Polymersome formation induced by encapsulation of water-insoluble molecules within ABC triblock terpolymers†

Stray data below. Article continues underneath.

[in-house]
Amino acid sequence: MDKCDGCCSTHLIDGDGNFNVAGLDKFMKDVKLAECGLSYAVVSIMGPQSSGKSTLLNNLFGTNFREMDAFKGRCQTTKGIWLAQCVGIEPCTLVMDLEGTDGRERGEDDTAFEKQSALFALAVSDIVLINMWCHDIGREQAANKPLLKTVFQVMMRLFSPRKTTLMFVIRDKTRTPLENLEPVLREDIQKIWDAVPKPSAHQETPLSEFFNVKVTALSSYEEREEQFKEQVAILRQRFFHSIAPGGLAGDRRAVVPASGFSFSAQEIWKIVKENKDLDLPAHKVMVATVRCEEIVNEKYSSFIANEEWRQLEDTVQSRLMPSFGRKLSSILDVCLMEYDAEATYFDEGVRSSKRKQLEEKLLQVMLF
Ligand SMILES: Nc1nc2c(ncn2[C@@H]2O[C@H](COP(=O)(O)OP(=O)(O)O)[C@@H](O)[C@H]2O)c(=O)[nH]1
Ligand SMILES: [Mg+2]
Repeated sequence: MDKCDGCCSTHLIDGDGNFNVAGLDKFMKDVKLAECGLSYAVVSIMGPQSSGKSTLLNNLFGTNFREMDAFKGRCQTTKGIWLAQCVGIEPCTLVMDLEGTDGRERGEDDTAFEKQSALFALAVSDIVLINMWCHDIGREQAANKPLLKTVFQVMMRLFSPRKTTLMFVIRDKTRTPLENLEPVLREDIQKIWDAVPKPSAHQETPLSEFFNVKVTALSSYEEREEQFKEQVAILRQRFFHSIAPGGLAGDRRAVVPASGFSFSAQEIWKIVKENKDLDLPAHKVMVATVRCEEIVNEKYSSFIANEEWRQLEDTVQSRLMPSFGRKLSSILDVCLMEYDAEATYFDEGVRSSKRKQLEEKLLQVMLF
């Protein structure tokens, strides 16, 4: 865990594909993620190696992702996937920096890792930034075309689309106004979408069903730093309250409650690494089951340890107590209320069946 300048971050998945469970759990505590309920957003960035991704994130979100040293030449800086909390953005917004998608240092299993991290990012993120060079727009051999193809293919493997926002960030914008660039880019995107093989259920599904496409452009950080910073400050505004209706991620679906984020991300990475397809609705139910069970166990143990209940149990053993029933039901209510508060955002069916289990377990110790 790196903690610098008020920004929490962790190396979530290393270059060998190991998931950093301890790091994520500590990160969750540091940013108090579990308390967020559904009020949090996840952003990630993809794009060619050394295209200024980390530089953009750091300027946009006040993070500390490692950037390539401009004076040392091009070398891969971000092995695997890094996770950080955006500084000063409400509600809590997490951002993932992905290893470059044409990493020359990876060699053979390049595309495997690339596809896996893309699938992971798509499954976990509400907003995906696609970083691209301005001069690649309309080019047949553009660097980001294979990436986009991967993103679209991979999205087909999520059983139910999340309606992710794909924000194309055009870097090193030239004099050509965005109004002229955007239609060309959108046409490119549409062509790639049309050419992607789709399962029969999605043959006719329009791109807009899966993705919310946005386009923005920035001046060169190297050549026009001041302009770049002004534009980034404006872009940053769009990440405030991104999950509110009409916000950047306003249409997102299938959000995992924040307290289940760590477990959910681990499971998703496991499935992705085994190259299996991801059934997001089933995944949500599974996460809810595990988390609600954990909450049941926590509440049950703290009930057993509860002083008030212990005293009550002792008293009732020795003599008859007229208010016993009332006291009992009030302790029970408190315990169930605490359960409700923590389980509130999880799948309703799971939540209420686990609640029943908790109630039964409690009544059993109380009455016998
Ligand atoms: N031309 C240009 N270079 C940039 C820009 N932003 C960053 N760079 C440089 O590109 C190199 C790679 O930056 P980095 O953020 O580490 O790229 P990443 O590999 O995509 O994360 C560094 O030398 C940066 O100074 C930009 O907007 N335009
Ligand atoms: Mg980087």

Polymeric micelles have been extensively studied as nanoscale drug carriers. Knowing how the encapsulation of drugs alters the micellar structure is one of the most important issues for the biomedical application of amphiphilic block copolymers. However, little is known so far about the structural changes that micelles undergo upon loading with water-insoluble guests. Herein, we investigate the micellar morphology of ABC triblock terpolymers after loading with various water-insoluble molecules (naphthalene and its derivatives as drug-equivalent model molecules). The triblock terpolymer features a poly(ethylene oxide) (PEO) block, a poly(allyl glycidyl ether) segment which has been functionalized with carboxylic acid moieties (PAGECOOH), and poly(tert-butyl glycidyl ether) (PtBGE) as a hydrophobic block. Structural analysis by small-angle X-ray scattering (SAXS) and cryogenic and conventional transmission electron microscopy (TEM) found that a morphological transition from spherical micelles to vesicles (polymersomes) was induced by loading the guest molecules at pH 4, whilst the spherical and prolate morphologies remained unchanged upon loading at pH 6 and 8. This study highlights the dynamics and morphological changes of polymeric micelles upon loading with guest molecules.